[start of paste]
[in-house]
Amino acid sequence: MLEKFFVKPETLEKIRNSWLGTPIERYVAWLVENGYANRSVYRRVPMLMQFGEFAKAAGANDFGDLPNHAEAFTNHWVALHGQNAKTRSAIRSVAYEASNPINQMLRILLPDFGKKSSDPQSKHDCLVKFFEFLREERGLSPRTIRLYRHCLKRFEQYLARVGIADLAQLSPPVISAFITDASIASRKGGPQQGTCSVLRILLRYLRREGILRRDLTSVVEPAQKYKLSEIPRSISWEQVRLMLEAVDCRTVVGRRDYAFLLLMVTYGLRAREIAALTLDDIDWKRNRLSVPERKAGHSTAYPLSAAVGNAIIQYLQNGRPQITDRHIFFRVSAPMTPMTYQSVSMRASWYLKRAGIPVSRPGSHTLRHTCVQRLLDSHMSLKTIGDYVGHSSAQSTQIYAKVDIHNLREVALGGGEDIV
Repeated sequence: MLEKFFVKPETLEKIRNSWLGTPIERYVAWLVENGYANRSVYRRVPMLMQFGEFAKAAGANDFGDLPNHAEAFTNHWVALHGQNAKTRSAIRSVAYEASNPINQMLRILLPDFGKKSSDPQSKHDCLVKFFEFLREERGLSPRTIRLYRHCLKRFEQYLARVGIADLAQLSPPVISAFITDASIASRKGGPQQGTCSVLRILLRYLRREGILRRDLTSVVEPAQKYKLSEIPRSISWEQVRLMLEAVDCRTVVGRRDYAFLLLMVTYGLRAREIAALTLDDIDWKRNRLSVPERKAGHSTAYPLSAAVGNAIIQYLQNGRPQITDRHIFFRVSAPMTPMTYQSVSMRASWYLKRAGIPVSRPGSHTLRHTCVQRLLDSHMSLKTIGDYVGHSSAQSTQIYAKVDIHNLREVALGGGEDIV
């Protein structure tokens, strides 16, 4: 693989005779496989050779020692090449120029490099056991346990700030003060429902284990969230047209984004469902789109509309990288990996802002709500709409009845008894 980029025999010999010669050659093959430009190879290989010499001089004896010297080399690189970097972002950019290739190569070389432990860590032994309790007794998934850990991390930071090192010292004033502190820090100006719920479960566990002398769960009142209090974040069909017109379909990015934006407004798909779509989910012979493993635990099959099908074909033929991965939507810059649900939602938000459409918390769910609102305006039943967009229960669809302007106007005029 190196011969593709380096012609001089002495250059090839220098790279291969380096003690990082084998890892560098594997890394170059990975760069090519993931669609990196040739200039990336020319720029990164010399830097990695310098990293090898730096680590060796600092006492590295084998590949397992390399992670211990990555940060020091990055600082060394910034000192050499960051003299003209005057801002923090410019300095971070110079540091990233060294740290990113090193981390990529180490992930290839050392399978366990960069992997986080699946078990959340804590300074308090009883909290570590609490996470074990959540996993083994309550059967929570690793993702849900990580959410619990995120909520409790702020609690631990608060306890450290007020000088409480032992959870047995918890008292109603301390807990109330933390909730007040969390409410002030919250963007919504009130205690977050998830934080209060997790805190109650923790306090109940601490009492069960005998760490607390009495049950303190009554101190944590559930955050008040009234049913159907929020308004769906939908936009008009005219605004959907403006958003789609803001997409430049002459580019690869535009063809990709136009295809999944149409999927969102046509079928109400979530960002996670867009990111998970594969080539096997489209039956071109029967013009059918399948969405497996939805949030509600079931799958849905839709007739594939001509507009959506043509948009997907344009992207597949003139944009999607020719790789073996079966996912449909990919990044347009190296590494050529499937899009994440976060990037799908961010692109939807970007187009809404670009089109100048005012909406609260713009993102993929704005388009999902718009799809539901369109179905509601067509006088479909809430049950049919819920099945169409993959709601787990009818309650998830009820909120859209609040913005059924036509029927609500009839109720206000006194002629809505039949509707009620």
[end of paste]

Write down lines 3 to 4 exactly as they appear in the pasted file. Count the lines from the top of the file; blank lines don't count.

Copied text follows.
Repeated sequence: MLEKFFVKPETLEKIRNSWLGTPIERYVAWLVENGYANRSVYRRVPMLMQFGEFAKAAGANDFGDLPNHAEAFTNHWVALHGQNAKTRSAIRSVAYEASNPINQMLRILLPDFGKKSSDPQSKHDCLVKFFEFLREERGLSPRTIRLYRHCLKRFEQYLARVGIADLAQLSPPVISAFITDASIASRKGGPQQGTCSVLRILLRYLRREGILRRDLTSVVEPAQKYKLSEIPRSISWEQVRLMLEAVDCRTVVGRRDYAFLLLMVTYGLRAREIAALTLDDIDWKRNRLSVPERKAGHSTAYPLSAAVGNAIIQYLQNGRPQITDRHIFFRVSAPMTPMTYQSVSMRASWYLKRAGIPVSRPGSHTLRHTCVQRLLDSHMSLKTIGDYVGHSSAQSTQIYAKVDIHNLREVALGGGEDIV
């Protein structure tokens, strides 16, 4: 693989005779496989050779020692090449120029490099056991346990700030003060429902284990969230047209984004469902789109509309990288990996802002709500709409009845008894 980029025999010999010669050659093959430009190879290989010499001089004896010297080399690189970097972002950019290739190569070389432990860590032994309790007794998934850990991390930071090192010292004033502190820090100006719920479960566990002398769960009142209090974040069909017109379909990015934006407004798909779509989910012979493993635990099959099908074909033929991965939507810059649900939602938000459409918390769910609102305006039943967009229960669809302007106007005029 190196011969593709380096012609001089002495250059090839220098790279291969380096003690990082084998890892560098594997890394170059990975760069090519993931669609990196040739200039990336020319720029990164010399830097990695310098990293090898730096680590060796600092006492590295084998590949397992390399992670211990990555940060020091990055600082060394910034000192050499960051003299003209005057801002923090410019300095971070110079540091990233060294740290990113090193981390990529180490992930290839050392399978366990960069992997986080699946078990959340804590300074308090009883909290570590609490996470074990959540996993083994309550059967929570690793993702849900990580959410619990995120909520409790702020609690631990608060306890450290007020000088409480032992959870047995918890008292109603301390807990109330933390909730007040969390409410002030919250963007919504009130205690977050998830934080209060997790805190109650923790306090109940601490009492069960005998760490607390009495049950303190009554101190944590559930955050008040009234049913159907929020308004769906939908936009008009005219605004959907403006958003789609803001997409430049002459580019690869535009063809990709136009295809999944149409999927969102046509079928109400979530960002996670867009990111998970594969080539096997489209039956071109029967013009059918399948969405497996939805949030509600079931799958849905839709007739594939001509507009959506043509948009997907344009992207597949003139944009999607020719790789073996079966996912449909990919990044347009190296590494050529499937899009994440976060990037799908961010692109939807970007187009809404670009089109100048005012909406609260713009993102993929704005388009999902718009799809539901369109179905509601067509006088479909809430049950049919819920099945169409993959709601787990009818309650998830009820909120859209609040913005059924036509029927609500009839109720206000006194002629809505039949509707009620």